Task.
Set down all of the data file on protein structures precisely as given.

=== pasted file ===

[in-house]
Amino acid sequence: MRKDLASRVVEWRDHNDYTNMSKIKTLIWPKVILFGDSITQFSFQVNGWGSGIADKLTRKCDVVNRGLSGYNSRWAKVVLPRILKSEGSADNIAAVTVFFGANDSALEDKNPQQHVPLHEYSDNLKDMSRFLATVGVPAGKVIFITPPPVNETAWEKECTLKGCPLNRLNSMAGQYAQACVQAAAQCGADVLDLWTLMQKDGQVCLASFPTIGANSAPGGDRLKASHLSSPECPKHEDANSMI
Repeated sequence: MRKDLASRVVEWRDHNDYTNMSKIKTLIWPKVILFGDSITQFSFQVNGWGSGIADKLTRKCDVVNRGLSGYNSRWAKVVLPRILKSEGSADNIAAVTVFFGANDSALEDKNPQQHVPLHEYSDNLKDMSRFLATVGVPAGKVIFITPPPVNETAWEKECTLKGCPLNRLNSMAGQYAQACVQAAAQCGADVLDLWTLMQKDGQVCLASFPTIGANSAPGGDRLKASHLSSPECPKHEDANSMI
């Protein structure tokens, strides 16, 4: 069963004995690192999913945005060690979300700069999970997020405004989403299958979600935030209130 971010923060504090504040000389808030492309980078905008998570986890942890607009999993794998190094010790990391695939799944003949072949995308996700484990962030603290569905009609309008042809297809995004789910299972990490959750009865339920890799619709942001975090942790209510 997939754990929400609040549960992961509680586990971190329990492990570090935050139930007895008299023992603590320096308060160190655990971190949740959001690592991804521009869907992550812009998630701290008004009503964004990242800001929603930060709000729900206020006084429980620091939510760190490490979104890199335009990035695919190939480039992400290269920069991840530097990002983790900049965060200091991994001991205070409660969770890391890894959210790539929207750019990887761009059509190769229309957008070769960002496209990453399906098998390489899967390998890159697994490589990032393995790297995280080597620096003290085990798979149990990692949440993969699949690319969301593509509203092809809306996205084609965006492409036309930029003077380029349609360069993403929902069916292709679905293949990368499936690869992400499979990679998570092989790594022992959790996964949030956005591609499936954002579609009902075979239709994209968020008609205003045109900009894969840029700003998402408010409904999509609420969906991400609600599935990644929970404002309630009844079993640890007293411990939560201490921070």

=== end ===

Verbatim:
[in-house]
Amino acid sequence: MRKDLASRVVEWRDHNDYTNMSKIKTLIWPKVILFGDSITQFSFQVNGWGSGIADKLTRKCDVVNRGLSGYNSRWAKVVLPRILKSEGSADNIAAVTVFFGANDSALEDKNPQQHVPLHEYSDNLKDMSRFLATVGVPAGKVIFITPPPVNETAWEKECTLKGCPLNRLNSMAGQYAQACVQAAAQCGADVLDLWTLMQKDGQVCLASFPTIGANSAPGGDRLKASHLSSPECPKHEDANSMI
Repeated sequence: MRKDLASRVVEWRDHNDYTNMSKIKTLIWPKVILFGDSITQFSFQVNGWGSGIADKLTRKCDVVNRGLSGYNSRWAKVVLPRILKSEGSADNIAAVTVFFGANDSALEDKNPQQHVPLHEYSDNLKDMSRFLATVGVPAGKVIFITPPPVNETAWEKECTLKGCPLNRLNSMAGQYAQACVQAAAQCGADVLDLWTLMQKDGQVCLASFPTIGANSAPGGDRLKASHLSSPECPKHEDANSMI
């Protein structure tokens, strides 16, 4: 069963004995690192999913945005060690979300700069999970997020405004989403299958979600935030209130 971010923060504090504040000389808030492309980078905008998570986890942890607009999993794998190094010790990391695939799944003949072949995308996700484990962030603290569905009609309008042809297809995004789910299972990490959750009865339920890799619709942001975090942790209510 997939754990929400609040549960992961509680586990971190329990492990570090935050139930007895008299023992603590320096308060160190655990971190949740959001690592991804521009869907992550812009998630701290008004009503964004990242800001929603930060709000729900206020006084429980620091939510760190490490979104890199335009990035695919190939480039992400290269920069991840530097990002983790900049965060200091991994001991205070409660969770890391890894959210790539929207750019990887761009059509190769229309957008070769960002496209990453399906098998390489899967390998890159697994490589990032393995790297995280080597620096003290085990798979149990990692949440993969699949690319969301593509509203092809809306996205084609965006492409036309930029003077380029349609360069993403929902069916292709679905293949990368499936690869992400499979990679998570092989790594022992959790996964949030956005591609499936954002579609009902075979239709994209968020008609205003045109900009894969840029700003998402408010409904999509609420969906991400609600599935990644929970404002309630009844079993640890007293411990939560201490921070």